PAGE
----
This feels as though it has been an uncommonly long week. I felt as though I had completed the working week as early as Tuesday, which was of course unfortunate, as I still had 3/5s of the damn thing to get though. Imagine my delight to have finally made it though to the right side of Friday and to be able to lead you all in our weekly prostration at the feet of the God of Earworms.
I was actually mildly surprised to see that this week's Guest Editor hadn't already had a go at this. My surprise turned to delight when I realised that this meant that it was a pleasure yet to come.... Passionate and politicised, and yet also polite, positive and playful.... Oh yes.
Ladies & Gentleworms, without further ado.... it is my great pleasure to present for your earworming pleasure:
Earworms of the Week - Guest Editor #20 - RedOne from Run Over By The Truth
I’d never come across the term “earworm” until I read it here, on SwissToni’s blog. So it’s a special pleasure to be asked to contribute my own earworms of the week. Also, it’s a lot easier than a “favourites” list. The problem with favourites is, you have to actually choose. Decisions are not my strong point. But there’s no such problem with an earworm. It arrives, it burrows into your brain. There’s no choice about it. I have an unfortunate tendency to whistle whatever earworm I’ve caught, passing the infection to irritated friends and workmates. But in blogworld you are mercifully spared. Here are RedOne’s ears unplugged.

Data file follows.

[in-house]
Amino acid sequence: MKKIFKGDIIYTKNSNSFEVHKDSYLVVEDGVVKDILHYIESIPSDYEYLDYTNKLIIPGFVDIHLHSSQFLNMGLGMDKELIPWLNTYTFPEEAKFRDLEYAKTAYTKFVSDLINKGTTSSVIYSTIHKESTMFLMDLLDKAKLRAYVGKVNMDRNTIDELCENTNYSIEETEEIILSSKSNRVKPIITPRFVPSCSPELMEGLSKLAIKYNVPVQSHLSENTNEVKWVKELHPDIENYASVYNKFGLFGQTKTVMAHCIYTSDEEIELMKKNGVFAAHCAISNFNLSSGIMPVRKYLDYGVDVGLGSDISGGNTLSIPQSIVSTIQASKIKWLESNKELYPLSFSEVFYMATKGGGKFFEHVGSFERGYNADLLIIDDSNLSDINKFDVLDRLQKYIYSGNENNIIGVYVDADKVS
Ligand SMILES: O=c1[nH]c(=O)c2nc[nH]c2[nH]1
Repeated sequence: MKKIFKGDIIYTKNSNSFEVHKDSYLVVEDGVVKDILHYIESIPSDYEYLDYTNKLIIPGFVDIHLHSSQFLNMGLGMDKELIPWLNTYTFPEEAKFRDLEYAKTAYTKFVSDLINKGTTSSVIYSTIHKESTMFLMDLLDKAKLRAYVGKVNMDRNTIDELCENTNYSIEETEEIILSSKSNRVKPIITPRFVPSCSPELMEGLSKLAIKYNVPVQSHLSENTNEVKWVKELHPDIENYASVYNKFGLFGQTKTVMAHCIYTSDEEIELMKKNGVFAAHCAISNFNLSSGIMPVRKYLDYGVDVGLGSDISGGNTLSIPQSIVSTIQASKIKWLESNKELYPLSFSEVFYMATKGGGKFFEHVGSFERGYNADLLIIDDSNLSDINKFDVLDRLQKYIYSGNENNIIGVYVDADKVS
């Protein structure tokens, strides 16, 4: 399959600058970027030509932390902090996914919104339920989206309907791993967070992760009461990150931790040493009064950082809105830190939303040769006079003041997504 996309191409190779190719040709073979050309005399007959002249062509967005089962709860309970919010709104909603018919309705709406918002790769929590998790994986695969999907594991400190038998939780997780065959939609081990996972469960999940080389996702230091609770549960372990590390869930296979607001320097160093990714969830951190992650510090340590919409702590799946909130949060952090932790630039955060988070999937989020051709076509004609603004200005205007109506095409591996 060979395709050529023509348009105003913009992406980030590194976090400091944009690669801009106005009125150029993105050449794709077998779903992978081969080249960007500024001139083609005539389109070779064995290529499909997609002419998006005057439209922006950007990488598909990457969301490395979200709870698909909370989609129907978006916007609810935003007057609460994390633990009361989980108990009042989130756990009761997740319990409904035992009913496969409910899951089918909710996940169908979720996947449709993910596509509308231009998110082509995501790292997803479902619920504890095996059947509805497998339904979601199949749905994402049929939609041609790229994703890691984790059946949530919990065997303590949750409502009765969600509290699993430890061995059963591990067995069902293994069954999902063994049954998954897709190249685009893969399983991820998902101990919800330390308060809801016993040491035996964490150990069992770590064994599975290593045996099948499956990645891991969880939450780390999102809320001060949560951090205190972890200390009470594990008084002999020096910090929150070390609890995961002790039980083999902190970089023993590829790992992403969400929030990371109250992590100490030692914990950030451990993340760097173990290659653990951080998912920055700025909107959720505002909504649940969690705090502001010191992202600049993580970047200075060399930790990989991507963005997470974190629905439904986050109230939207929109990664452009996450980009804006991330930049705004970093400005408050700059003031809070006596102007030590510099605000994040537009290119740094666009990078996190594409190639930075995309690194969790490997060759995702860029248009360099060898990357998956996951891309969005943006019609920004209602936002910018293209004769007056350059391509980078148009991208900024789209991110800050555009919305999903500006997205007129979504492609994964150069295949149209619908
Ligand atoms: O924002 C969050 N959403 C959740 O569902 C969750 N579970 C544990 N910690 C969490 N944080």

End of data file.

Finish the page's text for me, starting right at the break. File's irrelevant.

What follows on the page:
Hell No, We Ain’t All Right – Public Enemy
This is Public Enemy’s response to the New Orleans debacle and I was playing it a lot a couple of weeks ago. But after a break, it’s returned unbidden and I’ve still got it on the brain. I’ve been waking up with it already playing in my head for some reason. I never used to wake up to earworms.
Flag (Half Mast remix) – Alabama 3
Frankly, I blame blogworld for this one. Alabama 3 – of whom there seem to be at least half a dozen in south London –have been popping up all over blogworld recently. And this track is on the Peace Jukebox, where I’ve also stumbled over it recently. This is another wake up in the morning earworm. I should stress here that I don’t have any kind of musical alarm clock – the phenomenon is purely a function of my brain. Strange.
Sweet Dreams (are made of this) – Eurythmics